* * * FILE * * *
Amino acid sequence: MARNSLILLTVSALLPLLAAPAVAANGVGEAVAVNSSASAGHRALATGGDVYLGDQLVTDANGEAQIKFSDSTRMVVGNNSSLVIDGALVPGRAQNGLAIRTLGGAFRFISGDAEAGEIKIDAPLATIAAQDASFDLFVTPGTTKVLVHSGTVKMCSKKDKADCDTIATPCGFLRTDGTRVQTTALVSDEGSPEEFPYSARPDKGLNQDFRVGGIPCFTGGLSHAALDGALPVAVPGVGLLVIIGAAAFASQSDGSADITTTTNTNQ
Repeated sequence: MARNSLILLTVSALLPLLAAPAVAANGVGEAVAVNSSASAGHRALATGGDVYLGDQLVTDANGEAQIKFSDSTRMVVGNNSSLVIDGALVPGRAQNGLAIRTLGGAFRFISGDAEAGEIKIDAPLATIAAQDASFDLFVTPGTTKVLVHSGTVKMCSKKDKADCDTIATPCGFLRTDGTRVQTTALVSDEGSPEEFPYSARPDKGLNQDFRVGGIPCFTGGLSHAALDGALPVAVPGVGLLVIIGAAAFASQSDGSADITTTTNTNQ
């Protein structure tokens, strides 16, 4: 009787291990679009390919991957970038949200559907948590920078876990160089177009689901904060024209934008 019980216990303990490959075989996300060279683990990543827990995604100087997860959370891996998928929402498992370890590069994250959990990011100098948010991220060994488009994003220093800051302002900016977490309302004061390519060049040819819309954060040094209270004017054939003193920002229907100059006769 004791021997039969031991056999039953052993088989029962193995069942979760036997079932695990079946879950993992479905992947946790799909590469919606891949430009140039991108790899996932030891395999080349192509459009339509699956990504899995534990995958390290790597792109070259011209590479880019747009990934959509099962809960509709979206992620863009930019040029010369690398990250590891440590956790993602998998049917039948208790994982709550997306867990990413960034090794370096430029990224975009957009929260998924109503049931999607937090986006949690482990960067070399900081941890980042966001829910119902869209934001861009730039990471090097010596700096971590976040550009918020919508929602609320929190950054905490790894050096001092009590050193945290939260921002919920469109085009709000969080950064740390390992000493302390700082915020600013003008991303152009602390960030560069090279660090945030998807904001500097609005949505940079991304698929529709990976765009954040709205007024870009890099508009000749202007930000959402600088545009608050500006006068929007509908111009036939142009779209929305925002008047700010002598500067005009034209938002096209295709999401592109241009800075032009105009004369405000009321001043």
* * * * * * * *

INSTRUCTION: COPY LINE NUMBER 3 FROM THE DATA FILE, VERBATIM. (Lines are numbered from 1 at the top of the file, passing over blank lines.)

């Protein structure tokens, strides 16, 4: 009787291990679009390919991957970038949200559907948590920078876990160089177009689901904060024209934008 019980216990303990490959075989996300060279683990990543827990995604100087997860959370891996998928929402498992370890590069994250959990990011100098948010991220060994488009994003220093800051302002900016977490309302004061390519060049040819819309954060040094209270004017054939003193920002229907100059006769 004791021997039969031991056999039953052993088989029962193995069942979760036997079932695990079946879950993992479905992947946790799909590469919606891949430009140039991108790899996932030891395999080349192509459009339509699956990504899995534990995958390290790597792109070259011209590479880019747009990934959509099962809960509709979206992620863009930019040029010369690398990250590891440590956790993602998998049917039948208790994982709550997306867990990413960034090794370096430029990224975009957009929260998924109503049931999607937090986006949690482990960067070399900081941890980042966001829910119902869209934001861009730039990471090097010596700096971590976040550009918020919508929602609320929190950054905490790894050096001092009590050193945290939260921002919920469109085009709000969080950064740390390992000493302390700082915020600013003008991303152009602390960030560069090279660090945030998807904001500097609005949505940079991304698929529709990976765009954040709205007024870009890099508009000749202007930000959402600088545009608050500006006068929007509908111009036939142009779209929305925002008047700010002598500067005009034209938002096209295709999401592109241009800075032009105009004369405000009321001043």